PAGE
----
Eleven years later, compensation for family of former policeman paralysed in knife attack
Chu Choi Yin-ping left the High Court on Thursday relieved more than a decade after her husband was stabbed while on patrol
The wife of a policeman seriously injured in an attack while on patrol 11 years ago has been granted compensation after a hard-fought legal battle.
Chu Choi Yin-ping said she was relieved after claims filed in 2008 on behalf of her husband Jacky Chu Chun-kwok against the police department were settled in her favour.
“I had already been disturbed by the incident ... I was also depressed by the lawsuit over compensation that had dragged on for so long,” she told media outside court.
The case was settled for an unspecified amount.
Liu Chi-yung served five years in prison for stabbing Chu while he was on patrol in Cheung Sha Wan in July 2005.
While the court found him liable for the police officer’s injuries, he was not required to pay out compensation as he was a bankrupt. Liu declined to respond to the media’s questioning after the hearing.
During his trial in 2006, Liu admitted that he had been stopped by Constable Chu near the entrance to the Po On Market. As the policeman examined his identity card, Liu pulled a knife from his pocket and stabbed the officer once before fleeing.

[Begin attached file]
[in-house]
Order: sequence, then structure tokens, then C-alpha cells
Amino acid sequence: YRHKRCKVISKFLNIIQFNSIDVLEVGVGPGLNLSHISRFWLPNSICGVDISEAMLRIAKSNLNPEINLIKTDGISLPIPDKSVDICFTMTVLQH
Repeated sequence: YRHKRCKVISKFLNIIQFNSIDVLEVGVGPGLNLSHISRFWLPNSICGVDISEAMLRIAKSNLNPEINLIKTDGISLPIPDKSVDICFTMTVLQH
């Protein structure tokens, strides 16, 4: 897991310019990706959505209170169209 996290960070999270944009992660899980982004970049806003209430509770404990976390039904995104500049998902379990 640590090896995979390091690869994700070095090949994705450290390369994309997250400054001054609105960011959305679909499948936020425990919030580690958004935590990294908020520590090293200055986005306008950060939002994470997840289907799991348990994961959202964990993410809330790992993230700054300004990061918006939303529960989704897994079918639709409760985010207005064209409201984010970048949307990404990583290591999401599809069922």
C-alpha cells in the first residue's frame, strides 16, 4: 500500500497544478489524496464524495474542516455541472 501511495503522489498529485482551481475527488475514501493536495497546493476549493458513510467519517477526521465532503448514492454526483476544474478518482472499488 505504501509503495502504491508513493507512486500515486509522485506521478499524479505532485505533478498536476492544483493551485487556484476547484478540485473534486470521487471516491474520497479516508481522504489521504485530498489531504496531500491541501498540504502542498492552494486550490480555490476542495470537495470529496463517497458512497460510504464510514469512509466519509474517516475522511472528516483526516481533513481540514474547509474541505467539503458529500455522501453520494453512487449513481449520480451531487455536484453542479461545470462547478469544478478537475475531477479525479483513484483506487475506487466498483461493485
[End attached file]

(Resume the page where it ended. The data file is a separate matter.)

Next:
On Thursday, Chu’s wife said she would never forgive Liu for what he did to her husband, despite the fact that the attacker had written to the family to apologise.
Chu, now 41, paralysed and still undergoing hospital treatment, had once been in a near-vegetative state owing to brain damage caused by blood loss in the neck.
While little had changed in her husband’s condition for the past 11 years, his wife Chu Choi Yin-ping remained hopeful.
“He is able to move his limbs, but has difficulty responding to people around him,” she said.
“His doctors said there’s nothing more they can do with existing technology. But you won’t know ... I look forward to a miracle.”
Asked whether she was worried about the medical costs, Mrs Chu said her husband is receiving free treatment in a public hospital as a civil servant.
The unspecified amount sought from the government will be used to fund the family’s expenses.
Acknowledging former police commissioner Dick Lee Ming-kwai for his kindness, she added that police management had been taking care of the family.
Current police commissioner Stephen Lo Wai-chung has not visited them, Mrs Chu said.
“He is very busy,” she said.